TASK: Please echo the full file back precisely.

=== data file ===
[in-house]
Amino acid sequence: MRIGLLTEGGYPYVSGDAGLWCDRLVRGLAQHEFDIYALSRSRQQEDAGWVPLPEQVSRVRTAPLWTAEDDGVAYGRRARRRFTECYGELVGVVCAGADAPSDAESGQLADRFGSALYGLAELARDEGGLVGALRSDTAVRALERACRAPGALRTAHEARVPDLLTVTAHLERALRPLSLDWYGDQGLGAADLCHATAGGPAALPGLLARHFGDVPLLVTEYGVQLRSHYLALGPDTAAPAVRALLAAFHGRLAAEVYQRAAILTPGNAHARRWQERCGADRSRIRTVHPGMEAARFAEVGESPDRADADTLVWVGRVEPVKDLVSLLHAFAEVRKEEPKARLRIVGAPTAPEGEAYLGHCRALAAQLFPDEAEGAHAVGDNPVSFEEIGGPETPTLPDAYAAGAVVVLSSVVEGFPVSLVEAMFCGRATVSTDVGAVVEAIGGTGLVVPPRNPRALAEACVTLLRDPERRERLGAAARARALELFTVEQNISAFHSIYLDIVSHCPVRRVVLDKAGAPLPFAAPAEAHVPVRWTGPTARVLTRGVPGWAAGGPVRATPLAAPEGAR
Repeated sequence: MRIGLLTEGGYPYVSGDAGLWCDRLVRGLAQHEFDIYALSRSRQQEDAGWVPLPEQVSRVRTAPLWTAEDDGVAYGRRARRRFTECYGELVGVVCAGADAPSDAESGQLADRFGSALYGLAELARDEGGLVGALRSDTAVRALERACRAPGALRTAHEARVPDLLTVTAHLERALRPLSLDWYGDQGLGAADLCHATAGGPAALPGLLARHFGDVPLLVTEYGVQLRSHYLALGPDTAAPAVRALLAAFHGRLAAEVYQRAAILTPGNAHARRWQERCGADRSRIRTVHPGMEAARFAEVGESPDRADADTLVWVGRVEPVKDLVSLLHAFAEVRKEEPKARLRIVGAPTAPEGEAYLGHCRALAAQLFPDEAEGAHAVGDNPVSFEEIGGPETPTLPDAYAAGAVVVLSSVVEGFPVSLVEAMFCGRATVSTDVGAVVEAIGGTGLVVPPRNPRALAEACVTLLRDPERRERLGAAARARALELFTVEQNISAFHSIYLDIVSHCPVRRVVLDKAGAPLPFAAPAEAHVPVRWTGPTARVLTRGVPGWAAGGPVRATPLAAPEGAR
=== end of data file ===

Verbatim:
[in-house]
Amino acid sequence: MRIGLLTEGGYPYVSGDAGLWCDRLVRGLAQHEFDIYALSRSRQQEDAGWVPLPEQVSRVRTAPLWTAEDDGVAYGRRARRRFTECYGELVGVVCAGADAPSDAESGQLADRFGSALYGLAELARDEGGLVGALRSDTAVRALERACRAPGALRTAHEARVPDLLTVTAHLERALRPLSLDWYGDQGLGAADLCHATAGGPAALPGLLARHFGDVPLLVTEYGVQLRSHYLALGPDTAAPAVRALLAAFHGRLAAEVYQRAAILTPGNAHARRWQERCGADRSRIRTVHPGMEAARFAEVGESPDRADADTLVWVGRVEPVKDLVSLLHAFAEVRKEEPKARLRIVGAPTAPEGEAYLGHCRALAAQLFPDEAEGAHAVGDNPVSFEEIGGPETPTLPDAYAAGAVVVLSSVVEGFPVSLVEAMFCGRATVSTDVGAVVEAIGGTGLVVPPRNPRALAEACVTLLRDPERRERLGAAARARALELFTVEQNISAFHSIYLDIVSHCPVRRVVLDKAGAPLPFAAPAEAHVPVRWTGPTARVLTRGVPGWAAGGPVRATPLAAPEGAR
Repeated sequence: MRIGLLTEGGYPYVSGDAGLWCDRLVRGLAQHEFDIYALSRSRQQEDAGWVPLPEQVSRVRTAPLWTAEDDGVAYGRRARRRFTECYGELVGVVCAGADAPSDAESGQLADRFGSALYGLAELARDEGGLVGALRSDTAVRALERACRAPGALRTAHEARVPDLLTVTAHLERALRPLSLDWYGDQGLGAADLCHATAGGPAALPGLLARHFGDVPLLVTEYGVQLRSHYLALGPDTAAPAVRALLAAFHGRLAAEVYQRAAILTPGNAHARRWQERCGADRSRIRTVHPGMEAARFAEVGESPDRADADTLVWVGRVEPVKDLVSLLHAFAEVRKEEPKARLRIVGAPTAPEGEAYLGHCRALAAQLFPDEAEGAHAVGDNPVSFEEIGGPETPTLPDAYAAGAVVVLSSVVEGFPVSLVEAMFCGRATVSTDVGAVVEAIGGTGLVVPPRNPRALAEACVTLLRDPERRERLGAAARARALELFTVEQNISAFHSIYLDIVSHCPVRRVVLDKAGAPLPFAAPAEAHVPVRWTGPTARVLTRGVPGWAAGGPVRATPLAAPEGAR